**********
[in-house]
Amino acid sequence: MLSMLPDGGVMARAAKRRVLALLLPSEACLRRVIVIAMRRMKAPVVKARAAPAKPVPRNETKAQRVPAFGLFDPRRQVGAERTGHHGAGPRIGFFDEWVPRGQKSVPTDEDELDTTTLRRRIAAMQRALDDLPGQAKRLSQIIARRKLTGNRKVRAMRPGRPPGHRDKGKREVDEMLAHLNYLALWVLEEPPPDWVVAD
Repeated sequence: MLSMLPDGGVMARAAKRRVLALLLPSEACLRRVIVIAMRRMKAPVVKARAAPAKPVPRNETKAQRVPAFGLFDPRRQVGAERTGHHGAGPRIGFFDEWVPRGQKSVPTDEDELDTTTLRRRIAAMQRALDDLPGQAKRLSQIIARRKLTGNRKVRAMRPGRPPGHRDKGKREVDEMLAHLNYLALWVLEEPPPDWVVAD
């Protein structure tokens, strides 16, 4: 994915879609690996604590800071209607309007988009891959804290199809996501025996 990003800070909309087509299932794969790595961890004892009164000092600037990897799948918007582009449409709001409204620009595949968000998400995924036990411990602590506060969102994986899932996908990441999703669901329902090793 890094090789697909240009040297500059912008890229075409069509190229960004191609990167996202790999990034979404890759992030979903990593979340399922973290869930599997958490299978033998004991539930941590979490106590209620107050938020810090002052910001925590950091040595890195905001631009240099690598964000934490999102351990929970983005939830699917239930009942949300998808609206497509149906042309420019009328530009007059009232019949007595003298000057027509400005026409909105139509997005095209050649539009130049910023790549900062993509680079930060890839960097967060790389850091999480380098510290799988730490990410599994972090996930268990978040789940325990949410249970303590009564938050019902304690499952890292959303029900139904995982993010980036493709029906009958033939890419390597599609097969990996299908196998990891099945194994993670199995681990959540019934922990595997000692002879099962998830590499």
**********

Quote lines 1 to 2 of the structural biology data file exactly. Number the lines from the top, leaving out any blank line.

[in-house]
Amino acid sequence: MLSMLPDGGVMARAAKRRVLALLLPSEACLRRVIVIAMRRMKAPVVKARAAPAKPVPRNETKAQRVPAFGLFDPRRQVGAERTGHHGAGPRIGFFDEWVPRGQKSVPTDEDELDTTTLRRRIAAMQRALDDLPGQAKRLSQIIARRKLTGNRKVRAMRPGRPPGHRDKGKREVDEMLAHLNYLALWVLEEPPPDWVVAD